With fewer pesticides available to control insects and disease, potato growers in Canada need to find new options for protecting their crops.
In recent years, the loss of a number of important pesticide products as well as new restrictions on the use of some others has meant potato growers are having to think outside the toolbox to protect their crops from harmful diseases and insects.
Among the latest pesticides to be removed from the market is bifenthrin (Capture), which is utilized extensively in Canadian potato fields to combat wireworms. Back in 2017, Health Canada’s Pest Management Regulatory Agency (PMRA) ordered a three-year phaseout of the insecticide with the last date of sale permitted by retailers as Dec. 31, 2019. Potato growers can continue to use bifenthrin — but only until the end of this year.
In 2015, the PMRA ruled phorate (Thimet 20-G), the other main control tool for wireworms on potato farms, was acceptable for continued use in potatoes.
There’s also been changes regarding chlorothalonil and mancozeb, the popular broad-spectrum fungicides which form the core of late blight and early blight management in potatoes. The PMRA has placed new restrictions on chlorothalonil, including reducing the number of applications per year to three, but it’s still available to potato producers.
Mancozeb is currently under review by the PMRA with the final decision on its use expected this summer. Some in the potato industry believe there’s a good chance tight restrictions could be placed on the fungicide’s use, or mancozeb could be eliminated altogether as a crop protection option.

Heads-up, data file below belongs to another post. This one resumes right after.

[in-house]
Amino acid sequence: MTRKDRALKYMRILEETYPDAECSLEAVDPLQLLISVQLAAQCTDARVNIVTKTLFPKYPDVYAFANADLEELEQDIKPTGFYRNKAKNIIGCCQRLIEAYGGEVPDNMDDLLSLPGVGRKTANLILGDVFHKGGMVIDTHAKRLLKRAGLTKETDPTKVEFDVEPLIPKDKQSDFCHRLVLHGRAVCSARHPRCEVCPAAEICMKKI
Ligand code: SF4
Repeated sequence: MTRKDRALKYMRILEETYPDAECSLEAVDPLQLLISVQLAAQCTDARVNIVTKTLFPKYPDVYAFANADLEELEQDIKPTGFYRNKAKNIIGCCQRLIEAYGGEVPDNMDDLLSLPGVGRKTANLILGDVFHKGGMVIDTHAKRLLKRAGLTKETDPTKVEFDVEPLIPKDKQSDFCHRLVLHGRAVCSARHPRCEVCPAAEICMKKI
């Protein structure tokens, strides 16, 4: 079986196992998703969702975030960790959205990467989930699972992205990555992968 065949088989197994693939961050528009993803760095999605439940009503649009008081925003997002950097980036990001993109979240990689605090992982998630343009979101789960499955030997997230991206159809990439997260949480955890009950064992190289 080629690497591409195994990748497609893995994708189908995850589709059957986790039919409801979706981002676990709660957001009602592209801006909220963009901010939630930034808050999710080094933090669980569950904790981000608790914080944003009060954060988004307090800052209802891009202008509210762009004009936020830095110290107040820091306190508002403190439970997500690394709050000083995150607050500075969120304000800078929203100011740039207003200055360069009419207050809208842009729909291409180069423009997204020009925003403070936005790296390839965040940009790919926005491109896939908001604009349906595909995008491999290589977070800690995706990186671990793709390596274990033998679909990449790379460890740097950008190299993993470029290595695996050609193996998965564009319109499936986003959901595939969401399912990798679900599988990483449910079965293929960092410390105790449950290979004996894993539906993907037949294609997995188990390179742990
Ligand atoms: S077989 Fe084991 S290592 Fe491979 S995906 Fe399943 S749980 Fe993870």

Dave Bell, an agronomist based in New Brunswick, believes the implications of the recent PMRA re-evaluation decisions haven’t completely sunk in for many potato producers. “I don’t think growers have fully felt the impact of these products being phased out and (understand how quickly) we’re going to change the tools that we have to work with,” he says..
“With fewer tools available in their crop protection toolbox, growers face not only higher costs of production and increased resistance pressure, but the potential for regional crop devastation if through lack of choice more producers are using a similar control program and the pests develop resistance to the few products that are available,” Bell adds.
“Another consequence is that when growers must use other products that control a single disease, rather than a group of important pathogens, secondary diseases can be left unchecked, resulting in reduced yields.”
Bell notes as more restrictions are placed on broad-spectrum fungicide and insecticide products, other control measures such as scouting, insect monitoring, disease detection and integrated pest management will become increasingly important.
“I think these methods are going to have to be employed more and more as we go forward,” he says.
Spore trapping systems designed to detect potato pathogens, like the late blight warning system in New Brunswick and Maine which benefits growers on both sides of the border, are one example, Bell says.
Biological pest control products, which enhance a plant’s ability to protect itself from disease, are another area showing a lot of promise, he says. They include Lifegard WG, a new broad-spectrum biopesticide spray which can control late blight and early blight in potatoes.
Bell notes while there’s widespread concern in the potato industry about the latest spate of PMRA re-evaluations, many acknowledge there’s an upside to being less reliant on pesticides.
“It’s also going to push us to do a better job and push us to employ other methods rather than just reaching for that jug of prophylactic pesticide,” he says. “Nobody likes to have to change, but a change in the long run could be good.”